My Apprenticeship with Dan
Below find the fourth of a series of guest posts offered in celebration on the occasion of our colleague and friend Daniel C. Swan’s retirement from the University of Oklahoma, where he has served with distinction as a Professor of Anthropology, Curator of Ethnology, and Interim Director of the Sam Noble Oklahoma Museum of Natural History. Reflecting here on an aspect of Dan’s work and his personal impact is Michael Paul Jordan, Associate Professor of Ethnology in the Department of Sociology, Anthropology, and Social Work at Texas Tech University. With me, he has co-organizied this series of guest posts. –Jason Baird Jackson
My Apprenticeship with Dan
by Michael Paul Jordan
I must admit that I approached the writing of this blog post with a great deal of trepidation. How does one distill a relationship into a piece of prose? You see, as an anthropologist, I have accrued debts, which I will never be able to fully repay. I owe a debt to the individuals, especially the many elders, who have shared their knowledge with me. I owe a debt to the communities that have welcomed me into their midst. And, I owe a tremendous debt to Daniel C. Swan. Understanding that whatever I wrote would fall short of capturing not only the profound influence Dan has had on my life, but also how much his mentorship and friendship mean to me, I decided to press on.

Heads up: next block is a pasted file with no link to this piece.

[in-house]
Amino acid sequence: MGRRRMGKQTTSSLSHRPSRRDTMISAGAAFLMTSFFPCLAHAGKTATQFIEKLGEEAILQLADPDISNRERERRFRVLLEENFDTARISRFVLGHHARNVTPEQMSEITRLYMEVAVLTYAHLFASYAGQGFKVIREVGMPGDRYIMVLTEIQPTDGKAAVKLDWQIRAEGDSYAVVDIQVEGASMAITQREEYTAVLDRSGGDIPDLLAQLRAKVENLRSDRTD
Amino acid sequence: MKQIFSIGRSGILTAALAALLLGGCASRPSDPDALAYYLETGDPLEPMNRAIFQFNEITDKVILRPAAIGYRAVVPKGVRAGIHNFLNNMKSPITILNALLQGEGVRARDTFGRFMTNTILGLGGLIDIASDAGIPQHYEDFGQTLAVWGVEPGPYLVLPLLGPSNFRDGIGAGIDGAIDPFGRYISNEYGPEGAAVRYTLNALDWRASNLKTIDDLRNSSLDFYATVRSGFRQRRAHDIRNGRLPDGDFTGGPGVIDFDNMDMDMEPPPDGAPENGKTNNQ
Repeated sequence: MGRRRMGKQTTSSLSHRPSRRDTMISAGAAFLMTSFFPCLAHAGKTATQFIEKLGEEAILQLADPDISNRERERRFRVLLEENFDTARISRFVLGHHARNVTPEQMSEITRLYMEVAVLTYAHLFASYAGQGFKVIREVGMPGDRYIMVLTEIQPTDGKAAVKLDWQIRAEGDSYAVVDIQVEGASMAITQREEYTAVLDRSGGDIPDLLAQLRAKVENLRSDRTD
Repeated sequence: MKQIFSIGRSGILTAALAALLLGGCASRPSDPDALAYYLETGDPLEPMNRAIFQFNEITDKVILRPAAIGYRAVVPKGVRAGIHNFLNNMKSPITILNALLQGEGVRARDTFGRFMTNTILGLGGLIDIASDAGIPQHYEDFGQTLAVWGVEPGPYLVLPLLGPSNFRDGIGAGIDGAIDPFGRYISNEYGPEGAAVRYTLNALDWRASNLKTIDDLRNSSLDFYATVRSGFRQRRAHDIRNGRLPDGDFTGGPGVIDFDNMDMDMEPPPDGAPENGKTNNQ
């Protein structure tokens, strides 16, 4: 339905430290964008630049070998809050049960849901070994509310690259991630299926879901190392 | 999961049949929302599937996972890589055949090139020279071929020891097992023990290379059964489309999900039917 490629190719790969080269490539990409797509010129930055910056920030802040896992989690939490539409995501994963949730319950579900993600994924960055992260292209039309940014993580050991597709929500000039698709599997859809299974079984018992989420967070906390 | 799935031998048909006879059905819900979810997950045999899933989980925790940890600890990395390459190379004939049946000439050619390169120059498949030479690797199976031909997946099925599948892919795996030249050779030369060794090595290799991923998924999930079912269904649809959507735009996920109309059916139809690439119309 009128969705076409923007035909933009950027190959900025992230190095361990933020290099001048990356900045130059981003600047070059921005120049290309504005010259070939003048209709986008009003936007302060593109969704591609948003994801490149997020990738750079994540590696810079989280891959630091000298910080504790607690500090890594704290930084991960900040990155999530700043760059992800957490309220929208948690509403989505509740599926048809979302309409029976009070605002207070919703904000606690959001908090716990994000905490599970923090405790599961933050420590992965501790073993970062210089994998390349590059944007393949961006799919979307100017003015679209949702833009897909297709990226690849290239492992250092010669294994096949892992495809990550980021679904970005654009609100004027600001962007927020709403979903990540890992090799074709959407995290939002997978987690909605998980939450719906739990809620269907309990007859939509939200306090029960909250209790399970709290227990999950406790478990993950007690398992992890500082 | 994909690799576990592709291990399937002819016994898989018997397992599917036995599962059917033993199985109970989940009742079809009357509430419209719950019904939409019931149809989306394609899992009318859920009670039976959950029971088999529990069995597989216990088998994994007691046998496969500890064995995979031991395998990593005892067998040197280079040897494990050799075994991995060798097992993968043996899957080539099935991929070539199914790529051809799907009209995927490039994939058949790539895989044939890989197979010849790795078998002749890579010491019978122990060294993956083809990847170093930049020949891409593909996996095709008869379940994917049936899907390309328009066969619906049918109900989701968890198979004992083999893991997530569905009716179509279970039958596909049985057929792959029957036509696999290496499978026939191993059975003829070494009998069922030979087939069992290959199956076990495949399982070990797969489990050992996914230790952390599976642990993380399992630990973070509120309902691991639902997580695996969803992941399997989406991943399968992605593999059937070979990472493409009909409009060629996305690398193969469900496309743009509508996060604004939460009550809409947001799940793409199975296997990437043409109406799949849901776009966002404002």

As a scholar who has devoted my career to studying expressive culture, I have an affinity for the master-apprentice model. I marvel at the Traditional Arts Indiana Apprenticeship Program, which pairs accomplished folk artists with eager students, facilitating the transmission of knowledge and skills to the next generation. If you look at the biographies of the artists, including the many Native American artists, who have been recognized as Heritage Fellows by the National Endowment for the Arts, you will see that many have been honored not only for their mastery of the mediums and genres in which they work but also for their efforts in perpetuating these artistic traditions. I count myself incredibly fortunate to have learned my craft from Dan Swan. At its best, graduate education resembles the master-apprentice model and I believe this is especially true when it comes to learning how to conduct ethnographic fieldwork.
I want to describe my own apprenticeship as a doctoral student at the University of Oklahoma and the lessons Dan taught me. Dan served as the chair of my dissertation committee. However, that official title cannot fully convey the influence and impact that he has had on my life. Over the past thirteen years, Dan has served as an incredible mentor and has become a dear friend.